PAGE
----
NU Online News Service, Jan. 20, 2004, 10:12 a.m. EST, Washington – The National Association of Insurance and Financial Advisors has endorsed optional federal chartering for insurance companies and agencies.[@@]

The action came at the annual January meeting of NAIFA’s board of trustees, which said it wanted to strengthen the Falls Church, Va., group’s position on insurance regulatory reform.

NAIFA says its strengthened policy embraces certain federal initiatives that could work to improve insurance regulation.

In addition to optional federal chartering, these include creation of a federal insurance advocate and creation of an optional national producer’s license for insurance professionals, NAIFA says.

At the same time, NAIFA says it continues to support state regulation of insurance and remains committed to supporting the Action Plan for Regulatory Modernization. The plan is sponsored by the National Association of Insurance Commissioners, Kansas City, Mo.

NAIFA President Randy Kilgore says that although NAIFA supports state regulation, the changing dynamics of the financial services industry in the 21st century compel the association to be open-minded about all promising options for improving insurance regulation.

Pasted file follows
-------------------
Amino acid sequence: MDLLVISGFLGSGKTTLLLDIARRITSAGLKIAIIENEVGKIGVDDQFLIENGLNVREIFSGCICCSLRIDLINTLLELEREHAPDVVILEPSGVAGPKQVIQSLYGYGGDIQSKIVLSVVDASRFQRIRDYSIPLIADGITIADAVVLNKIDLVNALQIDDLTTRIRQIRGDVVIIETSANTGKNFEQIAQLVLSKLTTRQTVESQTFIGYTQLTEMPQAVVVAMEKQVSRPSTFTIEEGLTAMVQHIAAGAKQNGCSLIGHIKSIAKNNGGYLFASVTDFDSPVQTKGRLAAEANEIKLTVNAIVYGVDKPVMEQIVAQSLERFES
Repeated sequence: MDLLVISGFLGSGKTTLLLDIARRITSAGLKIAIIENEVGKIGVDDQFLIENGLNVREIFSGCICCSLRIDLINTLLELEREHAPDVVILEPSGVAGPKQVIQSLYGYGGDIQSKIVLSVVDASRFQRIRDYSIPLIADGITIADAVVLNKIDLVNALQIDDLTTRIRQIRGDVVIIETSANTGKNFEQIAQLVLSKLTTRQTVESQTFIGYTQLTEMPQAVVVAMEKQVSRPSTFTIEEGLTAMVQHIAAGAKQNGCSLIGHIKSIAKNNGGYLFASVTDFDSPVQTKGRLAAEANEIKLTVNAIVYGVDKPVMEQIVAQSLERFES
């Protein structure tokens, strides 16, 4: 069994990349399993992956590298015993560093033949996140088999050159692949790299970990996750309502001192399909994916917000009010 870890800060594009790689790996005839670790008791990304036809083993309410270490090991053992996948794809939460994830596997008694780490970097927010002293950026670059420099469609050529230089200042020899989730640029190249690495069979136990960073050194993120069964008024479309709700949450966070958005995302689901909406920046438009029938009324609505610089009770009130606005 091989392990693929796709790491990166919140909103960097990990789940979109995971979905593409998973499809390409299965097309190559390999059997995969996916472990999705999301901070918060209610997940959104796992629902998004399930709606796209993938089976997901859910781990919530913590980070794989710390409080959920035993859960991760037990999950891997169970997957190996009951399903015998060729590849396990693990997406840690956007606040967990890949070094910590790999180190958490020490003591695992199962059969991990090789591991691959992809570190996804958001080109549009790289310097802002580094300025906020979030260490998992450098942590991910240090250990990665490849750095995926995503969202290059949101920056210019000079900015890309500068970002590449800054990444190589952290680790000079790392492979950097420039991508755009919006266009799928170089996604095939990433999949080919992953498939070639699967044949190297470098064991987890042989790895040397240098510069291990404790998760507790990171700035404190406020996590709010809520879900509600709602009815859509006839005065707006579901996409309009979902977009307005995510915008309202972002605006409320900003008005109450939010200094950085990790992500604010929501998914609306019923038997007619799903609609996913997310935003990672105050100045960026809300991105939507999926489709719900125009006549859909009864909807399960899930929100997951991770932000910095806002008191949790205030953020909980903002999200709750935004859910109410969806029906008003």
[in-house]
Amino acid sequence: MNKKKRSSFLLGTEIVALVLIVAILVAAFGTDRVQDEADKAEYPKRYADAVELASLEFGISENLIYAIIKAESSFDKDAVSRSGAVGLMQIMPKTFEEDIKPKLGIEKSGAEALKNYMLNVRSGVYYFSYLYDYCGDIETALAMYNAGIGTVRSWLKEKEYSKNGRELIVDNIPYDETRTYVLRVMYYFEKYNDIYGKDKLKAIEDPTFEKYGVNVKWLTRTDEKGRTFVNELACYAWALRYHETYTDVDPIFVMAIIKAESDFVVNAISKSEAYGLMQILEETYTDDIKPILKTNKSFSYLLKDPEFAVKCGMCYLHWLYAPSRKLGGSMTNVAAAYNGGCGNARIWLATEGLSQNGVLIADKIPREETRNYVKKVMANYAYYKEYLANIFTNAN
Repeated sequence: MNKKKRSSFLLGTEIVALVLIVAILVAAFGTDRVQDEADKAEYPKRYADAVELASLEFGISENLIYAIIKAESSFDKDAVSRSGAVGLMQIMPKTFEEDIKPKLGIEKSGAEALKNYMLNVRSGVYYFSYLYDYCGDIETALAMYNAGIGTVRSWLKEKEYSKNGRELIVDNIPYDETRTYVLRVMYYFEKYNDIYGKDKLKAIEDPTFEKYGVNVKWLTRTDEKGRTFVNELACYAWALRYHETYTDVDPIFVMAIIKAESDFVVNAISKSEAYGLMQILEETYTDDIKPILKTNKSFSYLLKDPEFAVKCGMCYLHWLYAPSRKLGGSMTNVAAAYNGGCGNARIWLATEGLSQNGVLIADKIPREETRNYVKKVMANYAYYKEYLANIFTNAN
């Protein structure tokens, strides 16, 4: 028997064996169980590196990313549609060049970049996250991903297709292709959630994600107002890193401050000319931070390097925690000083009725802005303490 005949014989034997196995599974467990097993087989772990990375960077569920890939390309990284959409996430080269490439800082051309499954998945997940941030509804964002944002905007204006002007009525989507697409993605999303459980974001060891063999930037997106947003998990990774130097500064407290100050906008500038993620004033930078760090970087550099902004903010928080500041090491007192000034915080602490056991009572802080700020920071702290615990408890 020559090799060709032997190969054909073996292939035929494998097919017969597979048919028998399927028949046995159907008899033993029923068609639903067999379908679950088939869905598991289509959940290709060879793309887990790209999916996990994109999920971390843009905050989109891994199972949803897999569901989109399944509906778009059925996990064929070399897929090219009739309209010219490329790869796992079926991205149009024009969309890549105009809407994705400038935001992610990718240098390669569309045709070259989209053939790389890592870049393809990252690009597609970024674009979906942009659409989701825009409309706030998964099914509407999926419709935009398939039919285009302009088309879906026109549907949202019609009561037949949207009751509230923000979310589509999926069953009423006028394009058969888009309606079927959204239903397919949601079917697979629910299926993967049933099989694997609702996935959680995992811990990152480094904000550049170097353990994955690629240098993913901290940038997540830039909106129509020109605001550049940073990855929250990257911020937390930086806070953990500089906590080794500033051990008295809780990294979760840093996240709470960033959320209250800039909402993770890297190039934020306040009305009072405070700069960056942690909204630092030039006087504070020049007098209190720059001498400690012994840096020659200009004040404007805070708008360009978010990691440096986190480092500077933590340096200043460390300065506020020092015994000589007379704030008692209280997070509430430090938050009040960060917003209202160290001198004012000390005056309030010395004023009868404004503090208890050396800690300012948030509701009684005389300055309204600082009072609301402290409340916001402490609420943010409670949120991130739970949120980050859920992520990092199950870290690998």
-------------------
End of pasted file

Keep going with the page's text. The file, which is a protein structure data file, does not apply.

“NAIFA believes that the federal government could, with our input, bring about much-needed improvement to insurance regulation, for the benefit of consumers and the insurance industry,” Kilgore says.

If properly enacted, regulatory reform could produce important benefits, NAIFA says, including an optional national producer’s license, a single point of entry for insurance products to increase speed-to-market, and a federal insurance advocate who can address the needs of consumers and the industry on a national level.

The federal advocate can provide industry expertise when Congress and the executive branch consider insurance issues, NAIFA says.

“We hope these factors will lower the costs of regulatory compliance, make the introduction of new products easier and improve the industry’s ability to access new sources of capital,” NAIFA Chief Executive Officer David Woods says.